About the Talk

Can a moral or divine law independent of contingency accommodate the social and economic complexities of circumstance? Does a defense of custom necessarily repudiate the idea of immutable law applicable to all peoples and cultures? Is transcendent universality and spontaneous order reconcilable?

This episode explores this age-old tension with reference to the intellectual origins of liberalism and conservatism. These ideologies are often said to derive from the French Revolution, but their roots trace back even further to the tension between reason and custom in the early modern period. Thinkers and jurists such as Richard Hooker, Edward Coke, and Matthew Hale defended custom for embodying the distilled wisdom of the generations, while the social contractarian tradition placed heavy stress on universal rationality and legislative sovereignty to instantiate the principles of individual autonomy and equality in civil society based on abstract reason. During the pamphlet wars in England over the Revolution, Edmund Burke, considered to be the godfather of conservatism, expanded on such early endorsements of custom to defend the cultural inheritance of European civilization. On the other hand, Richard Price and Thomas Paine, among various adversaries of Burke, intensified the early contractarians’ emphasis on abstract reason to support the Revolution and attack Burke’s defense of custom and just prejudice.

This episode thus examines whether proto-conservatives, spanning from Hooker to Burke, and proto-liberals, spanning from Hobbes to Paine, persuasively harmonized their embrace of a universal moral law with their recognition of the complexity of social life. This inquiry will illustrate how the intellectual origins of conservatism and liberalism were premised on varying presuppositions about the sinful nature of man and the epistemological constraints of individual knowledge.

The Guest

Gregory M. Collins is a Lecturer in the Department of Political Science and Program on Ethics, Politics, and Economics at Yale University. His book on Edmund Burke’s economic thought, titled Commerce and Manners in Edmund Burke’s Political Economy, was published by Cambridge University Press in 2020. Greg’s scholarly and teaching interests include the history of political thought, the philosophical and ethical implications of political economy, American political development, constitutional theory and practice, and the political theory of abolition. He has published articles on Burke’s economic thought in Review of Politics; Adam Smith’s imperial political and economic thought in History of Political Thought; Burke’s and Smith’s views on Britain’s East India Company and monopoly in Journal of the History of Economic Thought; Frederick Douglass’ constitutional theory in American Political Thought; Burke’s plan for the abolition of the slave trade in Slavery & Abolition; and Burke’s intellectual relationship with Leo Strauss and the Straussian political tradition in Perspectives on Political Science.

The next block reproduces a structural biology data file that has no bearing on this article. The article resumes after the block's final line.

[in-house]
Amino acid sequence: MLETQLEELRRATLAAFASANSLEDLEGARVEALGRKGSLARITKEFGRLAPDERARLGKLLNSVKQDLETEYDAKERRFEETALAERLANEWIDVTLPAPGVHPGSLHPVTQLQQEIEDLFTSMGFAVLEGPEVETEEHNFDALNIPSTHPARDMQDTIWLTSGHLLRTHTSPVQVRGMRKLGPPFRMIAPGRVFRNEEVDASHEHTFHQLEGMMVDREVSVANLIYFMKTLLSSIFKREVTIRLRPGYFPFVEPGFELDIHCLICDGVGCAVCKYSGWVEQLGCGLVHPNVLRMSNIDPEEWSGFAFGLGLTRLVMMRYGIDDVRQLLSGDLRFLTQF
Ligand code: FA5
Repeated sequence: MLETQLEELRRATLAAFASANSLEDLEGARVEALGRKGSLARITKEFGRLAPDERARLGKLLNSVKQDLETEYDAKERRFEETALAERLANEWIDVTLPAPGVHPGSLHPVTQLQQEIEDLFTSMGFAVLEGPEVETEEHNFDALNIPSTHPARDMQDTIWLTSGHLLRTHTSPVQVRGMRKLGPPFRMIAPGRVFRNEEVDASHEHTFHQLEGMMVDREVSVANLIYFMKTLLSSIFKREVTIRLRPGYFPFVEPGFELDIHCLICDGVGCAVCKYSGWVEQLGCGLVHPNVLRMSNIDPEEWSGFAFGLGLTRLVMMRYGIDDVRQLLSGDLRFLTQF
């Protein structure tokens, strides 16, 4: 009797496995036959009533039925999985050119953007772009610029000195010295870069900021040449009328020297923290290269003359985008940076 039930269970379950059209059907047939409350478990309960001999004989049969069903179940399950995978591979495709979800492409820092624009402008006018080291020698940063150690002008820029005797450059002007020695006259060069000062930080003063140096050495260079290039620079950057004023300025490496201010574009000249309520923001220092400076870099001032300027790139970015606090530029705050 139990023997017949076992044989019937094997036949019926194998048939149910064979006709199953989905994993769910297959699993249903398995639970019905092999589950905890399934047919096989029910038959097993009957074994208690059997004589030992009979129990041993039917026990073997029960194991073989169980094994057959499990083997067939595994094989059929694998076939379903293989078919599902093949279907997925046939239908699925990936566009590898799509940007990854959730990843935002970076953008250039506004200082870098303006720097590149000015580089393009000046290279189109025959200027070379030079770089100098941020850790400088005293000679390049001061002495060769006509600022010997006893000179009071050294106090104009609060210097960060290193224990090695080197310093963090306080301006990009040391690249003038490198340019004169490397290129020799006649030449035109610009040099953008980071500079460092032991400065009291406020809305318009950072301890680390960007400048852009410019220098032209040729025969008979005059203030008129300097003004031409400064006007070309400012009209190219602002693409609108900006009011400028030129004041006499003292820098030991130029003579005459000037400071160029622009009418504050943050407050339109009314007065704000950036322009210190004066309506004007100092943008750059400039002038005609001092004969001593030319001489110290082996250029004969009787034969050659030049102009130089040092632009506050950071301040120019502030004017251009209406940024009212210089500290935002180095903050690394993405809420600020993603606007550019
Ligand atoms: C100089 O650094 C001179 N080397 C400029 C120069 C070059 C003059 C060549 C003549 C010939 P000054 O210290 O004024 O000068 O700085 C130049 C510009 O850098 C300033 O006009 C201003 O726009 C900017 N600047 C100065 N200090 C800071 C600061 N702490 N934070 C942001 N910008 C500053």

Greg won the 2020 Novak Award, awarded annually by the Acton Institute to one young scholar who conducts research on the intersection of liberty and virtue. His current book project is a study of the idea of civil society in African-American political, social, and economic thought.